Researchers at the University of Stirling have been able to demonstrate that heading a football twenty times during routine soccer practice can result in impaired cognition and memory; with performance being reduced by 41% – 67%, albeit with these negative effects wearing-off 24 hours later.
This is not in itself proof that “heading” has any impact on lasting memory impairments or risk of dementia / cognitive decline in the longer-term. Further research is planned regarding the possible association between soccer heading (or similar such practices, sporting or otherwise) repeated over time and any long-term consequences for brain health.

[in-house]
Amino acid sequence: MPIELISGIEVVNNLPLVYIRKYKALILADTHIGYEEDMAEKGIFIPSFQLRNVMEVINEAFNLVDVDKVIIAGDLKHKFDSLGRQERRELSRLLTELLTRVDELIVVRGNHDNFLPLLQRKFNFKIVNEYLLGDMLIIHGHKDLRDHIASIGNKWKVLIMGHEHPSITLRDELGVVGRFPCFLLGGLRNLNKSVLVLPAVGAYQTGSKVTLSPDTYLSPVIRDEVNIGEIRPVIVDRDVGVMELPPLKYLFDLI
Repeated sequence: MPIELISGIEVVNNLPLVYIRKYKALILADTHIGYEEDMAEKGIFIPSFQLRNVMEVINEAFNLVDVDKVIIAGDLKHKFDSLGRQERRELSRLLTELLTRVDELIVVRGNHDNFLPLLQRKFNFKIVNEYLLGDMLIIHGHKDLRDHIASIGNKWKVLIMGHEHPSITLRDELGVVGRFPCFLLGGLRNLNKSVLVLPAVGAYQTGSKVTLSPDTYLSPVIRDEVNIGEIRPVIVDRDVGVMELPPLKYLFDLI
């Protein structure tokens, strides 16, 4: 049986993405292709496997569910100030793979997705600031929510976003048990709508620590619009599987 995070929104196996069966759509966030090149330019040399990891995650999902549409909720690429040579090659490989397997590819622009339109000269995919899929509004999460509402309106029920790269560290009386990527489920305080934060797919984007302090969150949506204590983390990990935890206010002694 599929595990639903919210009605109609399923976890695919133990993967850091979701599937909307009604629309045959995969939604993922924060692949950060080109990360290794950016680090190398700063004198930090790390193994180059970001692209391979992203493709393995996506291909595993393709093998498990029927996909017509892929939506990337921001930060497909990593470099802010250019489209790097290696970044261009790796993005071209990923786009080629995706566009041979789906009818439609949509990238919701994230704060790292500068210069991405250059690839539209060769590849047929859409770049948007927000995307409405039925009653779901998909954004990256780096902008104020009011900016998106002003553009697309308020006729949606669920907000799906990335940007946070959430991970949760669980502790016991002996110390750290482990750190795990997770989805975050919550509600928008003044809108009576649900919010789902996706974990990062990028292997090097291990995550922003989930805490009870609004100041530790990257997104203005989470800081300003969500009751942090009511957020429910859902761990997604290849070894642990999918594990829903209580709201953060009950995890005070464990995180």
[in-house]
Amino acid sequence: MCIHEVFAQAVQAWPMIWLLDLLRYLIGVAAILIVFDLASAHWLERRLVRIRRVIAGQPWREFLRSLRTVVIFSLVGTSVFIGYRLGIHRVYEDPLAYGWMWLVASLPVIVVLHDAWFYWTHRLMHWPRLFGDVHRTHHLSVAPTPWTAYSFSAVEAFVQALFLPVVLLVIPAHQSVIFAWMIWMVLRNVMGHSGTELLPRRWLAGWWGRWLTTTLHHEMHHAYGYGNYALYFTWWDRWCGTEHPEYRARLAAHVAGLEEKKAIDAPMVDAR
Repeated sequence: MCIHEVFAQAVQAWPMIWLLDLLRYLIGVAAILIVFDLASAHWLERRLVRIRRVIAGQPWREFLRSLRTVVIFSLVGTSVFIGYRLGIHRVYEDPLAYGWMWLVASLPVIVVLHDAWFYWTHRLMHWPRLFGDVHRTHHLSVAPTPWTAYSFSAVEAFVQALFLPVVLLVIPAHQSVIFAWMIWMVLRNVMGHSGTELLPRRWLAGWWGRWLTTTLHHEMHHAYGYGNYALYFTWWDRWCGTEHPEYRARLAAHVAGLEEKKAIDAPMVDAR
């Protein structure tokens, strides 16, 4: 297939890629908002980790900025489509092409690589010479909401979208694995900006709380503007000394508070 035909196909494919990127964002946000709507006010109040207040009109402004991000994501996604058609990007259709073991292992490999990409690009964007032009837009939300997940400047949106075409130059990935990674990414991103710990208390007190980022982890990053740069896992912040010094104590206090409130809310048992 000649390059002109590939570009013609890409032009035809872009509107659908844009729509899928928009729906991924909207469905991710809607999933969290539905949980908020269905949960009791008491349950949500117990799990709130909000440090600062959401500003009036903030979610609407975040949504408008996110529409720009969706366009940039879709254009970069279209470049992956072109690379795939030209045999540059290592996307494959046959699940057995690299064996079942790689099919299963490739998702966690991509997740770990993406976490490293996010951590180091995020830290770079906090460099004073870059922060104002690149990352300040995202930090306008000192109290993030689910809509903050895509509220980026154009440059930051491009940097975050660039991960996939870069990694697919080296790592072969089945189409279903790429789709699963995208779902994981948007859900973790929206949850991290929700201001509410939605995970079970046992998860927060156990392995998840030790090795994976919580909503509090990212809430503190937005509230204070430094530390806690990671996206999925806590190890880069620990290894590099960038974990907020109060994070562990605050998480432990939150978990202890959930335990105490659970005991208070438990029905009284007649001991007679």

Heading footballs ‘affects memory’. Scotland: BBC Scotland News / BBC Health News, October 24th 2016.
This relates to:
Di Virgilio, TG. Hunter, A. [and] Wilson, L. [et al] (2016). Evidence for acute electrophysiological and cognitive changes following routine soccer heading. EBioMedicine. October 23rd 2016. [Epub ahead of print].
NHS Choices’ Behind the Headlines, as usual, provides a sense of perspective:
Heading footballs may cause short-term brain changes. London: NHS Choices; Behind the Headlines, October 24th 2016.